Interview with Lee Edwards, author of
William F. Buckley Jr.
Why did you write this biography?
There are only two bios in print, one of them twenty years old and by a liberal, and I thought there was a place for a concise bio of the polymath who did more than any other to build the modern conservative movement. He is an endlessly fascinating individual.
Why should I read this book?
Because it shows that without Buckley there would be no conservative movement—which continues to dominate the Republican Party and much of American politics. Quite possibly there would have been no President Ronald Reagan without WFB and National Review.
What motivated Buckley and why?
He could have been a playboy, sailing his yacht and giving parties and skiing in Switzerland, but he chose to be a Saint Paul carrying the conservative message far and wide. He didn’t like what liberals were doing to America and Americans and because he wanted to give something back to the nation that had done so much for him and his family.
What role did his Catholicism play in his life and career?
It was a major influence, giving him the strength to weather any and all storms and to have faith in the final outcome. It accounted for the traditional side of his conservatism.
What were his most important and enduring books?
Nearer, My God (a spiritual autobiography), Miles Gone By (a literary autobiography), Stained Glass (his best Blackford Oakes novel), and The Unmaking of a Mayor (a brilliant witty account of run for mayor of New York City).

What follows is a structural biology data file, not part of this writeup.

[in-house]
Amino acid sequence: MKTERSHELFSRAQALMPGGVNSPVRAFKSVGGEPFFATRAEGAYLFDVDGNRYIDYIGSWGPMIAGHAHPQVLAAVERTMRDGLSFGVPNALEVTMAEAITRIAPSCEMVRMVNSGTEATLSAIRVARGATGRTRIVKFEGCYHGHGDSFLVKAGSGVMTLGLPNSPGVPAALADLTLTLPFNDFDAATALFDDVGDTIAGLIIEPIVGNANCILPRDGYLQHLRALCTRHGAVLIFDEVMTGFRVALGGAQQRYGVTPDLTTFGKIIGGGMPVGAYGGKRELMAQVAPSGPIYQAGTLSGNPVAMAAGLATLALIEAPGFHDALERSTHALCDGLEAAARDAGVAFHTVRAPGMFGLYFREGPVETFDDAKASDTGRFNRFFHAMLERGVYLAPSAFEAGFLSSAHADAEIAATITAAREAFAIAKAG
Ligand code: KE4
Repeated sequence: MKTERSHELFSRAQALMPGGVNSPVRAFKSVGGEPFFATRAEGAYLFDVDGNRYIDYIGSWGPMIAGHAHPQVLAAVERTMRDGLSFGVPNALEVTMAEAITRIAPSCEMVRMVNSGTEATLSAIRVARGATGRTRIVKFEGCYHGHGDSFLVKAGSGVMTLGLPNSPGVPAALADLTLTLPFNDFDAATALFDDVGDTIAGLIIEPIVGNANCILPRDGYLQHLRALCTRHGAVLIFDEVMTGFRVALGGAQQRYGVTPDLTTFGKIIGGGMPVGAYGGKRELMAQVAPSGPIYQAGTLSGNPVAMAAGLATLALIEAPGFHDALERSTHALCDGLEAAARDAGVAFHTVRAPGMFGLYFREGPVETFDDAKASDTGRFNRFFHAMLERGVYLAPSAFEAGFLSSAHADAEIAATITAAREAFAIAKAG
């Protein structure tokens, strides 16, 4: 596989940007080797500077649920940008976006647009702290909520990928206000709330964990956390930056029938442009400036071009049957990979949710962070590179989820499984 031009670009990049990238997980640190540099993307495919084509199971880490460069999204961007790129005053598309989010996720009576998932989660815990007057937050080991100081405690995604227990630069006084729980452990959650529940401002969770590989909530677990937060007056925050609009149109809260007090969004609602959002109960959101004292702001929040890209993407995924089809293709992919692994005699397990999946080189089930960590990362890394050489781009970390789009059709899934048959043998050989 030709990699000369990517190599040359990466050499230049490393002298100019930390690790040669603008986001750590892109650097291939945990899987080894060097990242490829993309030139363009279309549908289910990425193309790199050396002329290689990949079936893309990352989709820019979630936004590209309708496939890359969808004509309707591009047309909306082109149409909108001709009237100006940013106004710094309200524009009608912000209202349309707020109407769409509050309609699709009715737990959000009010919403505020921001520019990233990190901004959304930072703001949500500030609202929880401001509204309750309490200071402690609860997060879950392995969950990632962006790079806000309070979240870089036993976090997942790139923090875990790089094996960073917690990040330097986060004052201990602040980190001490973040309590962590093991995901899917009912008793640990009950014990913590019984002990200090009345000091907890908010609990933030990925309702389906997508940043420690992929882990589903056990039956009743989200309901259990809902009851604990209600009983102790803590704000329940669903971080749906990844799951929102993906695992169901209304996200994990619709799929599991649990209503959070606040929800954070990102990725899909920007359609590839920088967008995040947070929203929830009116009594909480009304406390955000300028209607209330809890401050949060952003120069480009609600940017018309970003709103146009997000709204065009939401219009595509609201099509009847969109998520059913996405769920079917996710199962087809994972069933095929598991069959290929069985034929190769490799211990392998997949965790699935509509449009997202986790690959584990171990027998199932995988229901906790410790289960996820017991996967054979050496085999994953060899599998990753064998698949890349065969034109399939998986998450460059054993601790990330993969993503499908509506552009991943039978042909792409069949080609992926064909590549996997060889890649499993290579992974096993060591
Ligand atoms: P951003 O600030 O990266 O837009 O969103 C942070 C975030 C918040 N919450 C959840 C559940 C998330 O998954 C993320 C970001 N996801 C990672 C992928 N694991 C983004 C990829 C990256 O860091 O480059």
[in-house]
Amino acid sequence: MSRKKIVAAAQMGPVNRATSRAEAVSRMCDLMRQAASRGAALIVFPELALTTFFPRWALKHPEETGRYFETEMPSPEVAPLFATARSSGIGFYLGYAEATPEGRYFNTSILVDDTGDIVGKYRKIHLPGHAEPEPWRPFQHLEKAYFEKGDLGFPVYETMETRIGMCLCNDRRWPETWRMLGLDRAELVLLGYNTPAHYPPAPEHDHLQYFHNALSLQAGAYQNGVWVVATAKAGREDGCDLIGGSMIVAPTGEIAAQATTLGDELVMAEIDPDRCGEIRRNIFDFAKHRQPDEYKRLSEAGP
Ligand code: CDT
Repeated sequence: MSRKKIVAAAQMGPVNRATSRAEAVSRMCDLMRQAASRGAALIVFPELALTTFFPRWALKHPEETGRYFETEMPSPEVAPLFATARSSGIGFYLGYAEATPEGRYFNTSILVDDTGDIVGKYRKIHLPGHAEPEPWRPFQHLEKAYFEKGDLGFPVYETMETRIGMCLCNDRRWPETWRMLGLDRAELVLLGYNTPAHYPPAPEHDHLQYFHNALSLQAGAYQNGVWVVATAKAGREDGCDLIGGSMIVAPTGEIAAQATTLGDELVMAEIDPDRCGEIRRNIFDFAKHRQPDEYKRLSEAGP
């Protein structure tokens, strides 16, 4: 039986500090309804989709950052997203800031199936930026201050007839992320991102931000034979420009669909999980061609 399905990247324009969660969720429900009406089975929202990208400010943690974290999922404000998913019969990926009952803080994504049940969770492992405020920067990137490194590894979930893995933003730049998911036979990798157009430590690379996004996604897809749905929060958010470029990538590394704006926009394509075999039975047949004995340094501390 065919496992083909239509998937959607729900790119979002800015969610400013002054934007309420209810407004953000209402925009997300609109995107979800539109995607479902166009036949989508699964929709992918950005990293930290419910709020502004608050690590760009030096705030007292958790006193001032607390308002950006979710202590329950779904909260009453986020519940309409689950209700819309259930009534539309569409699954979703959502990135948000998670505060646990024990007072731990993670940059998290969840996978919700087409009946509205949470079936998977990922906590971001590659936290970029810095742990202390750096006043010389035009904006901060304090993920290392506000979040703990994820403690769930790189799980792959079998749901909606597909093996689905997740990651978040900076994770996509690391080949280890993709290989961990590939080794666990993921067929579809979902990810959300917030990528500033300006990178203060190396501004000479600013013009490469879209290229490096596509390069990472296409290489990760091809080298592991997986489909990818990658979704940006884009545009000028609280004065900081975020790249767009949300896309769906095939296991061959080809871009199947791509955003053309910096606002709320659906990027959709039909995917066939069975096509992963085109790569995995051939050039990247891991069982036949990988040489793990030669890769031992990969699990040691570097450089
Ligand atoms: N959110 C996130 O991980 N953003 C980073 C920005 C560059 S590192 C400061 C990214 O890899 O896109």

Who were the greatest influences in his life?
Whittaker Chambers, the Soviet spy turned anti-communist; James Burnham, the ex-Trotskyist and apostle of realpolitik; Albert Jay Nock, the radical libertarian; and Willmoore Kendall, the Yale professor and political philosopher.
Why was he for the legalization of marijuana?
Not because he was a pothead but because he believed in the individual’s right to smoke and drink what he wanted without governmental oversight.
Didn’t he once say about the Catholic Church, “Mater Si, Magistra No”?
Actually it was Garry Wills’s formulation that Catholics should consider the Church generally and the Vatican specifically as a mother and not a teacher. The wisecrack was more of a reaction to the Vatican’s policy of détente toward Cuba than a criticism of Vatican II.
What motivated Buckley above all else?
His anti-communism from his first to his last days. He protested Khrushchev’s visit to the US in 1960, Fidel Castro’s brand of caudillo communism, Nixon kowtowing to Mao in 1972, and Ronald Reagan’s summit meetings with Gorbachev in the 1980s. It explains his defense of Senator Joseph McCarthy and in part his admiration of Whittaker Chambers.
What are some of his famous one-liners?
“The attempted assassination of Sukarno had all the earmarks of a CIA plot—everyone was killed except Sukarno.”
Regarding the nuclear accident at Charnobyl: “The Soviet Union discovered at last how to give power to the people.”
“I would rather be governed by the first two thousand names in the Boston telephone directory than the members of the Harvard faculty.”
Asked what he would do if he won the NYC mayorality, he replied, “Demand a recount.”